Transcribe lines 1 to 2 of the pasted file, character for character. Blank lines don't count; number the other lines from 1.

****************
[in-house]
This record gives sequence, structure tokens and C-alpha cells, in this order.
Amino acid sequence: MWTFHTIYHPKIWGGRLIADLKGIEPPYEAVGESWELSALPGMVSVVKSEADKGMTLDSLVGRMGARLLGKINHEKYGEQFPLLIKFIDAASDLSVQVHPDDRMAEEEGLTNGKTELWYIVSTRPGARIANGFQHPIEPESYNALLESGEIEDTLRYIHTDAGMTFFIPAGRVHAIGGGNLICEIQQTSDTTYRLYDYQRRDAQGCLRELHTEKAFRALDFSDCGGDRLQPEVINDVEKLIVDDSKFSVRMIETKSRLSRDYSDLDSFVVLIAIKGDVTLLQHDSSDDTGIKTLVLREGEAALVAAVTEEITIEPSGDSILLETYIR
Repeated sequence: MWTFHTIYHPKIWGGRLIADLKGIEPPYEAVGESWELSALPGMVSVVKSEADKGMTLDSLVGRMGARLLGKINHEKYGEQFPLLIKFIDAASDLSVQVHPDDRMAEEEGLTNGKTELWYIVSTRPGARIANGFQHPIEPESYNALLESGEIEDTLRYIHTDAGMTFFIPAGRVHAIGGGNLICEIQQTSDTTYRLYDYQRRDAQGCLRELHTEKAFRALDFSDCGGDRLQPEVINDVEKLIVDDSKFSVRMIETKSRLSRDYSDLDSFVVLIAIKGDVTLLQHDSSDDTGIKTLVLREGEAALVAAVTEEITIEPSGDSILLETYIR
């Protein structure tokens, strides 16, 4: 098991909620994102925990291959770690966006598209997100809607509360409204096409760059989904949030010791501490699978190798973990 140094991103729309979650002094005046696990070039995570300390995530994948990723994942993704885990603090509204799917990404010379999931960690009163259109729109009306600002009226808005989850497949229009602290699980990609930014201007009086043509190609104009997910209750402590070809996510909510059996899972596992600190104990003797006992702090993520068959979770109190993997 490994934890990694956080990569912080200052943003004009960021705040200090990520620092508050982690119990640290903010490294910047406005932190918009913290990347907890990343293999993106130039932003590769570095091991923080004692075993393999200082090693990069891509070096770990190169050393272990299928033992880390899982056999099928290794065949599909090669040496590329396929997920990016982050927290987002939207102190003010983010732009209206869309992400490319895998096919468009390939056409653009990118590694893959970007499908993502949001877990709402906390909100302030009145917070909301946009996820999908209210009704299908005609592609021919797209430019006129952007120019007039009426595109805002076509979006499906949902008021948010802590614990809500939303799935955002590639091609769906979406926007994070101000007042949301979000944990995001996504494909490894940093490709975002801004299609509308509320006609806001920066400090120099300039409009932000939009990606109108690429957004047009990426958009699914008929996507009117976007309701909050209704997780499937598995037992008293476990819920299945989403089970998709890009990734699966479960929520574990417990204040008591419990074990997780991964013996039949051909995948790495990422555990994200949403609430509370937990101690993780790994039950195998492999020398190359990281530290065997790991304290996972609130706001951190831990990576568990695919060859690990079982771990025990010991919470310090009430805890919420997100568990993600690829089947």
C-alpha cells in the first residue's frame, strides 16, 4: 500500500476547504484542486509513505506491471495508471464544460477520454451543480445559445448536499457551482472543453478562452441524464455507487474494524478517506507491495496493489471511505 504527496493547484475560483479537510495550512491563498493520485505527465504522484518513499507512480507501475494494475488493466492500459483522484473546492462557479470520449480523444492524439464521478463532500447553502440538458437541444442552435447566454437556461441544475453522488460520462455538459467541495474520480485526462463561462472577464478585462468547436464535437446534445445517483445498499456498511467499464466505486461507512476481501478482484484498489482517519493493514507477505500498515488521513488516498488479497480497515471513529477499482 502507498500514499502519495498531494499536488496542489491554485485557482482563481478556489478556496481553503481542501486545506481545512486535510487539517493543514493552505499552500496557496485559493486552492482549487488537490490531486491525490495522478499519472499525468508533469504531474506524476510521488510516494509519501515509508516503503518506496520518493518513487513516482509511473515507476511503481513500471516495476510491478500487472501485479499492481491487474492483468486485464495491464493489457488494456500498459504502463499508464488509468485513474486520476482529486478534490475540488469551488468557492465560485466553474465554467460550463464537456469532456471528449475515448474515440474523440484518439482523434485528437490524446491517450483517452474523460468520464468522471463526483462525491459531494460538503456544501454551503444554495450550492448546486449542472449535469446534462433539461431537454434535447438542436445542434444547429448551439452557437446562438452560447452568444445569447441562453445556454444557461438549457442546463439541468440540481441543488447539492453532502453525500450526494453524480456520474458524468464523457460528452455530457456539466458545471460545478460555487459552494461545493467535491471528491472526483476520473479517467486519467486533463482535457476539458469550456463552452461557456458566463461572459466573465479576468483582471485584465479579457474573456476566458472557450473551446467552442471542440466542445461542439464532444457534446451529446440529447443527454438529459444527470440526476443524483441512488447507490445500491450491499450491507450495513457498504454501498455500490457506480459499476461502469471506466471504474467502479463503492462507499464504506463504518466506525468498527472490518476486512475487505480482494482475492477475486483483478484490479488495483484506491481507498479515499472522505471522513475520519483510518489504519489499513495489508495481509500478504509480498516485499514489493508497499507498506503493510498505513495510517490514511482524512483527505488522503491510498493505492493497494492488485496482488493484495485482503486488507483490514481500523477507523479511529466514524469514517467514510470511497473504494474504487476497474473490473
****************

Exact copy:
[in-house]
This record gives sequence, structure tokens and C-alpha cells, in this order.